If your vision of a European award-winning roboticist doesn’t look like a teenage girl from Afghanistan, it’s time to think again.
Sixteen year olds Sahar Barakzai and Rodaba Noori and 17-year-old Kawsar ًRoshan represented the Afghan girls team in the Entrepreneurial Challenge in Tallinn, Estonia, 24–26 November. The team, which is additionally represented by 14 year olds Fatemah Qaderyan, Somaya Faruqi, Donya Barakzai and 16 year olds Lida Azizi and Yasmin Yasinzadeh, was tasked with building and marketing an innovative, working robotic product that solves a real-world problem.
‘We introduced the Entrepreneurial Challenge this year to enable robot builders to take their skills to a next level by not just building robots but also learning how to market them,’ Robotex chief international officer Sander Gansen told Culture Trip.
‘We see that too often the young people that have found their way to robotics fade away in a few years, as no one teaches them how to use those skills in order to self-sustain,’ he said. ‘We’ve launched this competition to encourage robot builders to solve existing problems and make their first sales at our robotics festivals with the hope someone will notice and fund their next venture.’
The Entrepreneurial Challenge was judged by the 25,000 people attending the Robotex festival. The Afghan team’s winning prototype was a solar-powered robot that enables farmers to cut, move, pack and seed crops. For their achievement, the girls were awarded a cash prize to help with building their next robot.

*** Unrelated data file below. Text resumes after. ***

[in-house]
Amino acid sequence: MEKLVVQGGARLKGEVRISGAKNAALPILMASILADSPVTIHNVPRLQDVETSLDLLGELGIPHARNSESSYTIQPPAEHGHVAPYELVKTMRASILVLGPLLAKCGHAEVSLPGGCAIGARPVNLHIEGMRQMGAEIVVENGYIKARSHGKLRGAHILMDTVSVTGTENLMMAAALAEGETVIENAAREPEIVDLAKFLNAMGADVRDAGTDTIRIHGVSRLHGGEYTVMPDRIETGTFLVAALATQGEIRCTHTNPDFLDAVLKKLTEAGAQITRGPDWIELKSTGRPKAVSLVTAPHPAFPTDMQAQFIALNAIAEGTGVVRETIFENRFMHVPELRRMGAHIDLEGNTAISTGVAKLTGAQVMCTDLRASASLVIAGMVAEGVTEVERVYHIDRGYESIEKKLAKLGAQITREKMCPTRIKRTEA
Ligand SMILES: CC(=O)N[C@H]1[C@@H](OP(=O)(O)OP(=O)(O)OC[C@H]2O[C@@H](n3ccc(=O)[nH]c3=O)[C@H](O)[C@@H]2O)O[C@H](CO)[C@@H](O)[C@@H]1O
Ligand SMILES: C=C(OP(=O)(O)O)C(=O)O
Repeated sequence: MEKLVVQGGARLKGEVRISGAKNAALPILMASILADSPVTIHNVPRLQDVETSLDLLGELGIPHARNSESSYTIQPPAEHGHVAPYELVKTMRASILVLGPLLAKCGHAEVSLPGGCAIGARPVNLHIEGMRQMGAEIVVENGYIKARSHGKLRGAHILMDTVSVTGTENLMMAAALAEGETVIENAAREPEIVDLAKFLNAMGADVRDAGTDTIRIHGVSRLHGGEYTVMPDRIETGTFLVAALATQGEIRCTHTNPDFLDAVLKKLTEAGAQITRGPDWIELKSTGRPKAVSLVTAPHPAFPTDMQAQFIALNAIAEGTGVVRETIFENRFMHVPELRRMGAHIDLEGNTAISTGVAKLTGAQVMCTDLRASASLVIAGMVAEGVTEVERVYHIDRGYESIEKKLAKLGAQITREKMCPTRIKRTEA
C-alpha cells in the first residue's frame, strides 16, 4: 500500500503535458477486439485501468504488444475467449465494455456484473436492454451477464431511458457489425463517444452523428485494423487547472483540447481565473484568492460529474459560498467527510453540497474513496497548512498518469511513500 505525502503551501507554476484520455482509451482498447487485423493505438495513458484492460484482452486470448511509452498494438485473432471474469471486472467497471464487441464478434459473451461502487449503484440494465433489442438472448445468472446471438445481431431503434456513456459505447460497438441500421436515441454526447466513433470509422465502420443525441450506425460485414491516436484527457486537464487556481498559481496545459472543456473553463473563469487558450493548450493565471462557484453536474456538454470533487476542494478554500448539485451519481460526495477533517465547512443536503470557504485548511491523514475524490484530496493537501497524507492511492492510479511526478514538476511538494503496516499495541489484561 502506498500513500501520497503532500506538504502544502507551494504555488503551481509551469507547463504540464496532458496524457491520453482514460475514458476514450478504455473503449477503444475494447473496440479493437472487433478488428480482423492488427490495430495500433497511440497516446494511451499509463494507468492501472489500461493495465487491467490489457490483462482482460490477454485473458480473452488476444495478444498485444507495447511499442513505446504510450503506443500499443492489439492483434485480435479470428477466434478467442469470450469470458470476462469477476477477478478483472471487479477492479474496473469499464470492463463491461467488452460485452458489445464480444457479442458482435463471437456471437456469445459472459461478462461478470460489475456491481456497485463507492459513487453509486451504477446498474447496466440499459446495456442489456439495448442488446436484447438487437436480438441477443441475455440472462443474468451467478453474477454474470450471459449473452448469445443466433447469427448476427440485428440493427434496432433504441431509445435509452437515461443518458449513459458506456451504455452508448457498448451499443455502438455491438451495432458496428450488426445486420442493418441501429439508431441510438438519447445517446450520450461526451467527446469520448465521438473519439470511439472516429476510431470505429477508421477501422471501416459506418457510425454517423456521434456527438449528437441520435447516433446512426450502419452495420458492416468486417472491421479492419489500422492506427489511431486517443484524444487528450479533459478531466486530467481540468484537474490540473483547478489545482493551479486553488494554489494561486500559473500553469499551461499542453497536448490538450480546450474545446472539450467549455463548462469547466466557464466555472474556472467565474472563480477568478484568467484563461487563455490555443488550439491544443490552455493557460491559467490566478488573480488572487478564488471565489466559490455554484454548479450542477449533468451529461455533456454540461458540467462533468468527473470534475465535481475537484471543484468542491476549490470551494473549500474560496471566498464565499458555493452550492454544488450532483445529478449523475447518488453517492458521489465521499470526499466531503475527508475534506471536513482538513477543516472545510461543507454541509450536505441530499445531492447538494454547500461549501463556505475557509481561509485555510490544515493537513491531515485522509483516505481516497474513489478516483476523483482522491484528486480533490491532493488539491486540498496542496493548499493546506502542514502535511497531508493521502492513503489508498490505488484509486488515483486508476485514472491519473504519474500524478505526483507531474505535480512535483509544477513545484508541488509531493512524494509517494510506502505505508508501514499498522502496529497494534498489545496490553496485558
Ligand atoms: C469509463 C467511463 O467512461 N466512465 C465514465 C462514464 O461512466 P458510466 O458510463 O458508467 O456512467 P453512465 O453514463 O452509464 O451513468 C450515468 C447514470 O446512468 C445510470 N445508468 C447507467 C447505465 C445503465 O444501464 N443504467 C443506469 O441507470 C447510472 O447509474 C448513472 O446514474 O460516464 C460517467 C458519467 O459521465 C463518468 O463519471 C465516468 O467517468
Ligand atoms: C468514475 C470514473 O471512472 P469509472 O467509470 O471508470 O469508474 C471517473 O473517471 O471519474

The competitors first made waves earlier this summer when members of the team were twice denied entry visas to the US when attempting to travel to Washington DC to compete in the FIRST Global Challenge robotics competition. Following US government intervention, the teenagers were allowed to enter the country, and went on to win a silver medal for ‘courageous achievement’ at the competition.
At both events the team was joined by Afghan entrepreneur Roya Mahboob, co-founder and CEO of the Digital Citizen Fund, a non-profit that works to empower and educate women in developing countries through digital literacy, sustainability and community building.
‘This is big achievement for Afghanistan,’ Mahboob told Culture Trip. ‘These young girls brought hope and a sense of pride to all Afghans. Yet again, women are proving they have the power to make a tremendous impact on society if only given the opportunity.’
‘We are extremely proud of the accomplishment of the Afghan all-girl robotics team,’ added Afghanistan’s Ambassador to the UK, Said Tayeb Jawad.
‘They are an excellent example for people around the world of what can be accomplished by young Afghans if given the right support and the opportunity to excel in their education,’ Jawad told Culture Trip. ‘The last decade, we have seen great progress for women and girls in Afghanistan [and] more than 3.2 million girls are currently in school. Afghanistan illustrates how a country emerging from decades of war has, together with its international donors, a strong will to prioritise education. We believe this is only the beginning of an amazing journey for the Afghan all-girl robotics team. They are undeniably the future of Afghanistan’.
For more, read how Afghanistan’s startup community is helping to rebuild the country, or check out the stories of other inspiring women in tech with our piece on the women’s collectives transforming London’s entrepreneurship scene.